The UK government has told airlines to avoid Belarusian airspace after a Ryanair flight was diverted to Minsk and an opposition journalist arrested.
Transport Secretary Grant Shapps tweeted that the move was necessary "to keep passengers safe".
Foreign Secretary Dominic Raab told MPs the interception of the flight had been a "shocking assault on civil aviation".
Dissident journalist Roman Protasevich, 26, was removed from the plane and arrested at Minsk airport on Sunday.
Belarus scrambled a fighter jet to force the plane - which was travelling from Athens in Greece to Vilnius, Lithuania - to land in the Belarusian capital after saying there had been a bomb threat.
Police took Mr Protasevich away when passengers disembarked.
Mr Shapps said he has also suspended the operating permit of Belarus' state airline, Belavia, effectively banning it from the UK.
The airline's timetable shows it operates a three-times weekly flight from Minsk to London's Gatwick airport.
What has been the reaction in the UK?
Mr Raab told the House of Commons the interception was a "shocking assault on civil aviation and an assault on international law".
He added that further sanctions were being considered against Belarusian President Alexander Lukashenko's regime and that the country's ambassador in London had been summoned so the UK could convey its "condemnation of these acts".
The foreign secretary also called for the release of Mr Protasevich from the "spurious charges" he faces.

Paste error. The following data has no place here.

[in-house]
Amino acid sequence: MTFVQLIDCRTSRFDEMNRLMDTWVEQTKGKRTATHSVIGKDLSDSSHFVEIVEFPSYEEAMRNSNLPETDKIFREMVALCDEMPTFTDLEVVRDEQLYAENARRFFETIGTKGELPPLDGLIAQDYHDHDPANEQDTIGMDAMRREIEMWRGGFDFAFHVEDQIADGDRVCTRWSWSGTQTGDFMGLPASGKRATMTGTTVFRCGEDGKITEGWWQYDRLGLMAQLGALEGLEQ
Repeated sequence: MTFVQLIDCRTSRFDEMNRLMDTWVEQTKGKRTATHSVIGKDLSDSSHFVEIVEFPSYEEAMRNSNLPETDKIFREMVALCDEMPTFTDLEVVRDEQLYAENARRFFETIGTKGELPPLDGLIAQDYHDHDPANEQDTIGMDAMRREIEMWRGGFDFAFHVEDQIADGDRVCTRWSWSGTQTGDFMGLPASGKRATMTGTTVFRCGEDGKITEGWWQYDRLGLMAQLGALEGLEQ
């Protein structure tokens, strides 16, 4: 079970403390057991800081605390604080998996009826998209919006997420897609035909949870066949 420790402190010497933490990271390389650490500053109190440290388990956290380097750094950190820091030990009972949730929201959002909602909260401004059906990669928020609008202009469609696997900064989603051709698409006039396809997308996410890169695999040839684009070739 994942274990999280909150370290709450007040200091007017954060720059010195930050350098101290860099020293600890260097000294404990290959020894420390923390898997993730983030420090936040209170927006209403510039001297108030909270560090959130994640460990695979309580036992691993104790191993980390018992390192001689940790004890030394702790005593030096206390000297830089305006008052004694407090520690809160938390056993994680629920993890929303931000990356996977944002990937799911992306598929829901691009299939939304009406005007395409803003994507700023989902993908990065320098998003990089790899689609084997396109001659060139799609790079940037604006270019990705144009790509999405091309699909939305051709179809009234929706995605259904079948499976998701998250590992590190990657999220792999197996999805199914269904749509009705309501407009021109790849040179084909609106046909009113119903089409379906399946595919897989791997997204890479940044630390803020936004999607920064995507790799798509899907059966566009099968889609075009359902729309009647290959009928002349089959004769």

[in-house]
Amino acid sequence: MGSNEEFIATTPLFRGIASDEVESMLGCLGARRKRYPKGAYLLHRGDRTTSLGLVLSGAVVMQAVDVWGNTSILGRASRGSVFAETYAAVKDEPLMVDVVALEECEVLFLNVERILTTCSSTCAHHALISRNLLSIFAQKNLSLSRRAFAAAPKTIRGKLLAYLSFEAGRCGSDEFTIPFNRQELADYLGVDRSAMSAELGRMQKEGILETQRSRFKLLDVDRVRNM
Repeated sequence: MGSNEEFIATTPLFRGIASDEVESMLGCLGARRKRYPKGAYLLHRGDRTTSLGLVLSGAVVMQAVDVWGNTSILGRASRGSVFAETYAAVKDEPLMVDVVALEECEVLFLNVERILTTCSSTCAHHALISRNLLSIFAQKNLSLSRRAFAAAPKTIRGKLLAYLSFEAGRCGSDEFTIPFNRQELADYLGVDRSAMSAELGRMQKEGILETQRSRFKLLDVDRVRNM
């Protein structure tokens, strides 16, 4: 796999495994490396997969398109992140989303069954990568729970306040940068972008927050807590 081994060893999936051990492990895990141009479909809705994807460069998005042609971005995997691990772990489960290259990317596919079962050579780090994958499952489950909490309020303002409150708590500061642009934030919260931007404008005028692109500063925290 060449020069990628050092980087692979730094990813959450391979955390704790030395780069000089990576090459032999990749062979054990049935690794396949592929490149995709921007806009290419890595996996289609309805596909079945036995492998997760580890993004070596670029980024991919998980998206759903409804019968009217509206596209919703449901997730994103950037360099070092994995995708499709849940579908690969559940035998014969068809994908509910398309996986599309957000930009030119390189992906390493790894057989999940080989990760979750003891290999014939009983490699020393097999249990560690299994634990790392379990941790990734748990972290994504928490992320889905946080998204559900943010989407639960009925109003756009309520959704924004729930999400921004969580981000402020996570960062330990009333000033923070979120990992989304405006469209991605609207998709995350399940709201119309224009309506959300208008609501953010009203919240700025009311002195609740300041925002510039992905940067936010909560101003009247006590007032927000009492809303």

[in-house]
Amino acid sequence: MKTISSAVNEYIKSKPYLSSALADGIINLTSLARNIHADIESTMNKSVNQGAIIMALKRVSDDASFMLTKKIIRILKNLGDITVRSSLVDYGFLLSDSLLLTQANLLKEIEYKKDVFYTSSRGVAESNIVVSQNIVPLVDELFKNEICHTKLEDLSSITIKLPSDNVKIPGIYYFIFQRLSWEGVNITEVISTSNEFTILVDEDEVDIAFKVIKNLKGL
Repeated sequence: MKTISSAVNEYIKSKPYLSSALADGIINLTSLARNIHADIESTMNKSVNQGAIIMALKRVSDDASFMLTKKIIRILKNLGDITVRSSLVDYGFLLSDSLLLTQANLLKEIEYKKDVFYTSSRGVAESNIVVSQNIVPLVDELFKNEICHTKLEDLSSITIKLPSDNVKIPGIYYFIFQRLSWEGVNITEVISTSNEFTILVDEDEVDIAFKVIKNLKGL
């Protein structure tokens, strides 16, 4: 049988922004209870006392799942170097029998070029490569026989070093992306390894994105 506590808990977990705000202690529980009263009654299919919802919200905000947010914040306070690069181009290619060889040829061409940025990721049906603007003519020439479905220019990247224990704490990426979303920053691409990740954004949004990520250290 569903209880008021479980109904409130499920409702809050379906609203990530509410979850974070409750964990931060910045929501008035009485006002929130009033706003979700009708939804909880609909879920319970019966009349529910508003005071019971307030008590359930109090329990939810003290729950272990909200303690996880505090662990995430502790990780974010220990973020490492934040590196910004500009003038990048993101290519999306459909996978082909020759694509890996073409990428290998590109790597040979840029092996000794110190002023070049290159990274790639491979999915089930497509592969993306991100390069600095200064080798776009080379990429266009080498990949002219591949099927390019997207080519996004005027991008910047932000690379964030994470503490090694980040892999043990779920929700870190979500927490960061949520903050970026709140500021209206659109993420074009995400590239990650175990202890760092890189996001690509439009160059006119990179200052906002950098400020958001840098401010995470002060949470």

"Mr Lukashenko's regime must be held to account for such reckless and dangerous behaviour," Mr Raab added.
He said the UK was working to explore "every potential diplomatic option" and was "actively considering and co-ordinating with our allies on further sanctions on those responsible for this outlandish conduct".
Labour's shadow foreign secretary Lisa Nandy condemned Belarus' act of "modern piracy" which she said had amounted to a state hijacking, and was an "assault on the freedoms of the air and on freedom of speech".
She added: "Unless the consequences are swift, robust and co-ordinated it will create an extraordinarily dangerous precedent that will put journalists, dissidents and activists from the UK or anywhere else at risk every time they board a plane."
Conservative MP Tom Tugendhat, chairman of the Commons Foreign Affairs Select Committee, urged the government to call for the suspension of energy pipelines in Belarus.
He welcomed the government's new rules on flights, and asked Mr Raab if he would go "one step further" and "call for a suspension" of the Nord Stream 2 and Yamal energy pipelines that run through Belarus "which is where the money comes from that supports this tyrannous regime".
Mr Raab said the UK would "consider and consult with our partners and see what further action they are willing to take as well".
What sanctions are already in place?
The EU imposed sanctions against Belarus on 1 October last year, in response to the "brutality of the Belarusian authorities and in support of the democratic rights of the Belarusian people".
These restrictions - a travel ban and asset freeze against individuals associated with the government of President Lukashenko - have since been expanded to include 88 individuals and seven organisations.